When Covid-19 really hit home about six months ago, many governments realised that they did not have the supply chain in place to produce personal protective equipment (PPE) such as face masks to help stop the spread of the virus. Many nations previously imported these products from China, but as Asia needed the PPE just as much, if not more, than others at the time, it soon became apparent that each country would have to fend for themselves.

In response to this, different countries have come up with their own solutions. For example, the UK government devised an initiative to make reusable gowns for health workers in Britain, Canada’s federal government has invested more than CAD$400m in two face mask plants for the country, and the European Union (EU) also set up a PPE scheme to supply these much-needed products to hospitals in countries that are EU members.

In France, the government is issuing grants to companies who can help bolster the country’s own supply of PPE and related materials. Thanks to this, new businesses in the nonwovens sector are now sprouting up, including Meltblo France.

Created by husband-and-wife team Nicolas and Lucile Burny, Meltblo France is a young, fast-growing company that specialises in the production of meltblown nonwovens primarily for the medical sector. Like many other companies reacting to help fight Covid-19, the initial idea to launch only came about a few months ago.

“The French government wants to secure local production to avoid a supply shortage,” she says. “So, we got a grant from them to start the company because it’s best to produce in your own country if you can. Thanks to the grant, it has actually been easier to set up the company even though we are in a pandemic.”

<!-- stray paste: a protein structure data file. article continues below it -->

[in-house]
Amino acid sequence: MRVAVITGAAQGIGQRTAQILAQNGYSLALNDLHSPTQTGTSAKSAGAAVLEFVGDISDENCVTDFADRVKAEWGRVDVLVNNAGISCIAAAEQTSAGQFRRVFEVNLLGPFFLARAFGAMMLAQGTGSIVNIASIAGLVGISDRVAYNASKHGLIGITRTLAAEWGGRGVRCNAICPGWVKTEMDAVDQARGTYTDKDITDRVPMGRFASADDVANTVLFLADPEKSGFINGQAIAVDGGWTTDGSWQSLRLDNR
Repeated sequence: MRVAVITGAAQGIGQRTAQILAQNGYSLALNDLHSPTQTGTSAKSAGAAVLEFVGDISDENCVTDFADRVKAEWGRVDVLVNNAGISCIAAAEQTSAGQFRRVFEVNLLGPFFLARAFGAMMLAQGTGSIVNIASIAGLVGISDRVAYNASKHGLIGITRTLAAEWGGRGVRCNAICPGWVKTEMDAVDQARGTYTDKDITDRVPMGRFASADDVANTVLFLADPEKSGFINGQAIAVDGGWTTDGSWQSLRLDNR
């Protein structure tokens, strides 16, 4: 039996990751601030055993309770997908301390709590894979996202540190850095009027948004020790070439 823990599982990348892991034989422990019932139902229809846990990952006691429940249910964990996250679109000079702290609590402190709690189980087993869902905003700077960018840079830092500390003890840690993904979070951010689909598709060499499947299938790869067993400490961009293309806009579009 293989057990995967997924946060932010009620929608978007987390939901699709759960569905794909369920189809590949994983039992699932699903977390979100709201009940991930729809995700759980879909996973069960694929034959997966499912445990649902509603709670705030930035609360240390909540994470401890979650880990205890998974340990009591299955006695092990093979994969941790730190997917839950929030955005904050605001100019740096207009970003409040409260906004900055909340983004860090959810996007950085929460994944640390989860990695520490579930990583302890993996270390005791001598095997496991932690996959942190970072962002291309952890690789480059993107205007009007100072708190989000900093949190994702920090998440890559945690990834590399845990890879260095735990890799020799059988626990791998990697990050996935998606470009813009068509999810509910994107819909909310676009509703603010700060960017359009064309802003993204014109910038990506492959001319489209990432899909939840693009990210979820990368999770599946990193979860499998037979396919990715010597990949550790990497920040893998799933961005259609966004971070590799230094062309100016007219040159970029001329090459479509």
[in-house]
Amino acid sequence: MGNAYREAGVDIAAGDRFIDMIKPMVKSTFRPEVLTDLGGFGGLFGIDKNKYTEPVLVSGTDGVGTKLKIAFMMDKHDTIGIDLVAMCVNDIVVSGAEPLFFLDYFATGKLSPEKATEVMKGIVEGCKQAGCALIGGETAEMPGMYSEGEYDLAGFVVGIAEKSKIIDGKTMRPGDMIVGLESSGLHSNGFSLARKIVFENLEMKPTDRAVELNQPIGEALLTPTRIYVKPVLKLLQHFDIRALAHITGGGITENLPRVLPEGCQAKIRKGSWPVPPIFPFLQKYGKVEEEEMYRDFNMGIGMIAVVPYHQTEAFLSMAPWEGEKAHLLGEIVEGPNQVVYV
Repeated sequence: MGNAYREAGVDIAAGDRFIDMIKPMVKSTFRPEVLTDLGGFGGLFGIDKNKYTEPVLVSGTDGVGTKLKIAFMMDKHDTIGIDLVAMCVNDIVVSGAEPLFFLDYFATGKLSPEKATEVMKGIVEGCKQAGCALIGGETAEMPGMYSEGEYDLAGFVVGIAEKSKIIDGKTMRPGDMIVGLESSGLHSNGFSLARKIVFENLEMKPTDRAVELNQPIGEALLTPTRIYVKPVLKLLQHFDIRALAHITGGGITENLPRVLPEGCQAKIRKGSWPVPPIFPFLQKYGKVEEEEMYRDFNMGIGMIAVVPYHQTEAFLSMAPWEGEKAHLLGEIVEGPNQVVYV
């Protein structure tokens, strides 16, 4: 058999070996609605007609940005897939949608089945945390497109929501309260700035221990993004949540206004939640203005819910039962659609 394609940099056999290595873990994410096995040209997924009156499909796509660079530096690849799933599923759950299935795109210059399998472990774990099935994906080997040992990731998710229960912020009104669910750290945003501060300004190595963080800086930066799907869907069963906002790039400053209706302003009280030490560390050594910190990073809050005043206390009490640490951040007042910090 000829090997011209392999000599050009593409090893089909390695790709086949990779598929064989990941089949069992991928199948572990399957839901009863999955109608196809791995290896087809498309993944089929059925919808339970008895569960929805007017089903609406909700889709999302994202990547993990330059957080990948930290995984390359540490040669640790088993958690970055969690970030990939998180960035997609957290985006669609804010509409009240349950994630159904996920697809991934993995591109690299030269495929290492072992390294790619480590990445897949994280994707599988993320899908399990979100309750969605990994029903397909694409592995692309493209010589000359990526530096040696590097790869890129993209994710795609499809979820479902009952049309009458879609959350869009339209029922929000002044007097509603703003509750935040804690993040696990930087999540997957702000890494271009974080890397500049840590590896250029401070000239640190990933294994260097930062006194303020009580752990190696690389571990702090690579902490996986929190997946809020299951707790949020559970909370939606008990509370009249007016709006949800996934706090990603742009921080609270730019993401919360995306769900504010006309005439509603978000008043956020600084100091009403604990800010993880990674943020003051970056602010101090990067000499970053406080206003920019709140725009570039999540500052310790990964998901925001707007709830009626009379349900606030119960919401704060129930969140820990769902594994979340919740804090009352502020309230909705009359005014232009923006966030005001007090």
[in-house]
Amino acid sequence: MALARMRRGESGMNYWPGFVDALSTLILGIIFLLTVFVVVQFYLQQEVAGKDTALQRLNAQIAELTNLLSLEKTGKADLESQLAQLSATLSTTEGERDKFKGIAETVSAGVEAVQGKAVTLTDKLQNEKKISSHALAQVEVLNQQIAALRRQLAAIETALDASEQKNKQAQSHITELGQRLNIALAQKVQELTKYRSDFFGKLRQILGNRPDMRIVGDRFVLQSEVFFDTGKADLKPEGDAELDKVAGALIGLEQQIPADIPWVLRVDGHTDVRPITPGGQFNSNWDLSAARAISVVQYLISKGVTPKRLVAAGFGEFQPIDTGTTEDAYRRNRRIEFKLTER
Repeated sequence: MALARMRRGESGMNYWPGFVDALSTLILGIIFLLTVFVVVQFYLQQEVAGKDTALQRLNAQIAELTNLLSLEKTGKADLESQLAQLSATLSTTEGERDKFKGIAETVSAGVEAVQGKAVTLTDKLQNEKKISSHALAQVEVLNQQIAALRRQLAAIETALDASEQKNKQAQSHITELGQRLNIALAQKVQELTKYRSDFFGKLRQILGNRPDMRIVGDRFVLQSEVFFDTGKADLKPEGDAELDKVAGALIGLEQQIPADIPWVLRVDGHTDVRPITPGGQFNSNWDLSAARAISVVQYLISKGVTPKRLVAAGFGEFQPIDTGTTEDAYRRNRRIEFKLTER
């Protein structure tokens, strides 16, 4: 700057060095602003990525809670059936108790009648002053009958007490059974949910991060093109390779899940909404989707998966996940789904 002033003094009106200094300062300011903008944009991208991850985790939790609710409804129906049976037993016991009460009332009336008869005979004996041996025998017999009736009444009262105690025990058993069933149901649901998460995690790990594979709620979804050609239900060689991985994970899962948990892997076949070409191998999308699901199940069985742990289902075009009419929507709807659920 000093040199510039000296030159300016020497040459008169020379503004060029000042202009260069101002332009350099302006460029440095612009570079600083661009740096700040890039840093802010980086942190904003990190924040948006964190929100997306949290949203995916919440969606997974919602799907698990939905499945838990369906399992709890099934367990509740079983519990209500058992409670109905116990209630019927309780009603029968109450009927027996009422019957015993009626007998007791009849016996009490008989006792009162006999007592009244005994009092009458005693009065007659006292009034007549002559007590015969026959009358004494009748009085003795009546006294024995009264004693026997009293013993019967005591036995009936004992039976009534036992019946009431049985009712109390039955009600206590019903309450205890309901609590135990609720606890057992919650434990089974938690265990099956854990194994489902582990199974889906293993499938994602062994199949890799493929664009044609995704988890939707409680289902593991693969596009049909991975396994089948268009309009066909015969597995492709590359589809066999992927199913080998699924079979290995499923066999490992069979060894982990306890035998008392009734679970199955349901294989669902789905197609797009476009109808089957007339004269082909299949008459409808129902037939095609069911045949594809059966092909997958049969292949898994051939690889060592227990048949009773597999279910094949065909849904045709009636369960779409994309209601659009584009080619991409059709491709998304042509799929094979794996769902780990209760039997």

It wasn’t just the opportunity to help out that encouraged the couple to set up Meltblo France, Nicolas Burny actually has another business in the nonwovens sector.

“Two years ago, Nicolas created a matchmaker platform for the nonwovens industry – it is a B2B platform where you can buy and sell anything that you want in the sector,” she explains. “He saw through this that the demand for meltblown has soared across the world thanks to Covid-19, so he decided to use his 30 years’ worth of knowledge and experience to produce meltblown in France.”

The company is not yet up and running; it will officially launch in April 2021. The facility will be based in Burgundy Franche-Comté, where the local government also helped to support the €4.5m venture.  The company is hoping to create around 20 jobs in the area, and when fully operational, Burny says that it will have the capacity to produce 500 tonnes of meltblown each year – that’s around 500 million surgical masks.

“It’s a long process. We started about three or four months ago and we will be able to start manufacturing in April 2021,” she says. “It’s a long way to go but we have to do it for France.”

In the meantime, the couple is having discussions with big French mask producers, is installing the line (which has been supplied by the Italian firm Ramina), and is preparing the building and so on.

Although the company will begin by making meltblown for face masks, Burny says that it also has a long-term plan for when/if the demand drops. She says: “Later on, we will have new applications for liquid filtration, sound insulation and air filtration. The aim is to make high-quality French products and we are looking forward to developing products with lower environmental footprints, too.”

Sustainability is something that the business is very concerned about, hence why it is already considering ways to lower its environmental footprint. She adds: “Face masks are not degradable at the moment, unfortunately. But we must head in this direction. People throw masks everywhere and it’s awful. We can’t go on like this so we must find solutions.”